Once again, my indifference to television paid off big time, because I wasn't watching "Monday Night Football" on Nov. 15, and thus avoided direct involvement with a controversial segment that aired just prior to the Philadelphia-Dallas game.
Because of numerous viewer complaints, ABC has apologized for the strange interlude, which was intended to provide a publicity boost for "Desperate Housewives," a new ABC series that has become a sudden ratings hit. In the TV biz, using a sports telecast to boost a prime time series is known as "cross promotion."
The attempt to grab new viewers from the Monday night audience featured Eagles wide receiver Terrell Owens suiting up in a locker room and being confronted by "Housewives" cast member Nicollette Sheridan, who was draped only in a towel. In the news accounts I read, the segment was described as "steamy," and Ms. Sheridan "provocatively asked Owens to skip the game for her." Then she dropped the towel and the two of them embraced. The report also said Sheridan "was shown only from behind and above the waist" after she dropped the towel.
As the old saying goes, do whatever you want, just keep it behind closed doors and not out in the open where it can frighten the livestock. I'm sure the people responsible for producing the "Housewives" promo thought they were performing yeoman work. I can hear them in the planning meetings, tossing around the usual hip terms like "edgy" and "pushing the envelope." I wouldn't be surprised if someone suggested having Nicollette Sheridan join the "Monday Night" broadcast team, and show her wearing a towel on the sidelines while conducting provocative real-time interviews.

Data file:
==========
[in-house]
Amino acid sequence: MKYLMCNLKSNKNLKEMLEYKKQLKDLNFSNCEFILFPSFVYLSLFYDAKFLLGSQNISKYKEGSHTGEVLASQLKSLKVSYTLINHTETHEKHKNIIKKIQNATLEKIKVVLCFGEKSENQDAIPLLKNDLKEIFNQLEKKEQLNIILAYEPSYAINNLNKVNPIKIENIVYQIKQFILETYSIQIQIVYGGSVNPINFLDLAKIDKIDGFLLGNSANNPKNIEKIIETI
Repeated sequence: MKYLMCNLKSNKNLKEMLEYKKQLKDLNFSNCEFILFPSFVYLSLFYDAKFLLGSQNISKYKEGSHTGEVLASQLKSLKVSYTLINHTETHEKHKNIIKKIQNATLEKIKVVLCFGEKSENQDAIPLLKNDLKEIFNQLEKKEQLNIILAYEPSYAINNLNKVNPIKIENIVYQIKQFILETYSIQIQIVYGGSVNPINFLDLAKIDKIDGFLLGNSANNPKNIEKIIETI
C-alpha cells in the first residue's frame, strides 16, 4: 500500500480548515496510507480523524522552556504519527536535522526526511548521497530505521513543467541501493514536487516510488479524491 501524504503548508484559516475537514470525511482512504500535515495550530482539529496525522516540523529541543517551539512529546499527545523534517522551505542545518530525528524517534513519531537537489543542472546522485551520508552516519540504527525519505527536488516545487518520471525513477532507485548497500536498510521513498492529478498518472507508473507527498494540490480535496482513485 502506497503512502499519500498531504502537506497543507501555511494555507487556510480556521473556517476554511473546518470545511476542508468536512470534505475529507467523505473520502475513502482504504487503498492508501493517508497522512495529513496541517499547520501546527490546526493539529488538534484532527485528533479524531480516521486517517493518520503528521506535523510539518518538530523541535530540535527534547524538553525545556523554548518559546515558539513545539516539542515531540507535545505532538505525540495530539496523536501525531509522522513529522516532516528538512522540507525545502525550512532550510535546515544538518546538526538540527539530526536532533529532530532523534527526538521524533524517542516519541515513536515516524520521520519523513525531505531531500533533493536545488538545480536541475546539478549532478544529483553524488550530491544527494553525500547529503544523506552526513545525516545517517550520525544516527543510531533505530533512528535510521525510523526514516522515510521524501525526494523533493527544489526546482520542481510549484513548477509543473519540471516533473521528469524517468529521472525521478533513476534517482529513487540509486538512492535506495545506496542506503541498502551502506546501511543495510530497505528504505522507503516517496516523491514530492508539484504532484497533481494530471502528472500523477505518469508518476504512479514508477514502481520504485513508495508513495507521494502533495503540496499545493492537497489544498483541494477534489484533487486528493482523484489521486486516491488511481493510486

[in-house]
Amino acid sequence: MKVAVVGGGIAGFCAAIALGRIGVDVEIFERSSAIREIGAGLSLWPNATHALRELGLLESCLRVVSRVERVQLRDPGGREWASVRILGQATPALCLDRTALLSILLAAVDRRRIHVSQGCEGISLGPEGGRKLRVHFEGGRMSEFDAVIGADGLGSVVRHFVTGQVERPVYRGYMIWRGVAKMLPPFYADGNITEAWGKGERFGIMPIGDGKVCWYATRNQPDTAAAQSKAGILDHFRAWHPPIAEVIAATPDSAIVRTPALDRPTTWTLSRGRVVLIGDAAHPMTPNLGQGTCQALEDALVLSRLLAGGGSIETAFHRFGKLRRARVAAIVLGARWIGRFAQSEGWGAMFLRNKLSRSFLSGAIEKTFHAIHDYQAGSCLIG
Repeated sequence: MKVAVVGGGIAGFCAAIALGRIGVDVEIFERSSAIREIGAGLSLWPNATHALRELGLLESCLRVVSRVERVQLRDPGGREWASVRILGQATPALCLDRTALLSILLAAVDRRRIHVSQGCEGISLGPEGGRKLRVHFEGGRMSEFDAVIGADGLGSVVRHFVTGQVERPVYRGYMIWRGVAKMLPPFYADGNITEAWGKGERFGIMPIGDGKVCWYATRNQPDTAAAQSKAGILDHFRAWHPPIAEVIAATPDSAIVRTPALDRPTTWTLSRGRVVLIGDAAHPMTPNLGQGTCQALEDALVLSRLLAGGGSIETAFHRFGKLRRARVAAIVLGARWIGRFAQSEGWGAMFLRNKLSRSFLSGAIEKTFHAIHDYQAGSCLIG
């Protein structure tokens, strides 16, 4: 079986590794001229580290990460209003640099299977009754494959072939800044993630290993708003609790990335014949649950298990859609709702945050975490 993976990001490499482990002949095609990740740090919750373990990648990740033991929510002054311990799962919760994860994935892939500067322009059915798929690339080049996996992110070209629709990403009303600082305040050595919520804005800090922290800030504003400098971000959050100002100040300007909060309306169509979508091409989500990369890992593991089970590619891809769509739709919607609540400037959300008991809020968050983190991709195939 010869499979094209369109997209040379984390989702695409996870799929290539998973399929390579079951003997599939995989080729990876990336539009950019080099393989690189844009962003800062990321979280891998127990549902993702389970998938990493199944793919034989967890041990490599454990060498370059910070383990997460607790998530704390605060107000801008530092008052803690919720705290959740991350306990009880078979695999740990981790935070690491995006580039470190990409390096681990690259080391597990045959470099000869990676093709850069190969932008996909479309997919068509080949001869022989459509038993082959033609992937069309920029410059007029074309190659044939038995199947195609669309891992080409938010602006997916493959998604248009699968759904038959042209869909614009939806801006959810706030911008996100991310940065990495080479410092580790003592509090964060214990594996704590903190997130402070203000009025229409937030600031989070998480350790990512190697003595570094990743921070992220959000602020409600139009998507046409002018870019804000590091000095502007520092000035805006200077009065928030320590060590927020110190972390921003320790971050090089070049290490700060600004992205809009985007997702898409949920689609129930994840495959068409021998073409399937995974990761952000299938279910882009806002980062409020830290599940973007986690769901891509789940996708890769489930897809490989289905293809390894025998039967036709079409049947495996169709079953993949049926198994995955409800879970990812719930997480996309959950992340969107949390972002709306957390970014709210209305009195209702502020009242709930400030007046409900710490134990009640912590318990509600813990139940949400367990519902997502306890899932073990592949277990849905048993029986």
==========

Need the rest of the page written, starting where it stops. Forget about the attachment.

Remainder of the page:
I probably shouldn't even be discussing this incident, because I'm now guilty of giving additional publicity to ABC and "Desperate Housewives," which was probably part of their whole marketing conspiracy to begin with. But just in case anyone at the network is listening, here is my advice: Life is not a giant kegger, poker party, or street carnival.
Yes, I know you people are fixated on the 18-to-49 age group, and those of us on the back end are demographically insignificant to your advertisers. But we are the first generation that grew up watching TV, and our envelopes of good taste and acceptable behavior have been pretty well stretched over the past few decades. We've seen it all when it comes to sexual innuendo: "Petticoat Junction," "Charlie's Angels," "Dallas," "Married... with Children," "Ally McBeal," and the spin-offs and imitators they've spawned.
At this stage in my life, draping women in towels on TV is not even worth getting outraged about. I live in a household full of women, and when one of them shows up next to me in a towel it usually means a drain is clogged, and that situation is definitely not provocative or tantalizing.
And for the production crew at "Monday Night Football," I advise you all to keep one question in mind when the prime time executives come in with their next wonky idea for some cross-promotion: What would Howard Cosell do?
• Jeffrey Shaffer is an author and essayist who writes about media, American culture, and personal history.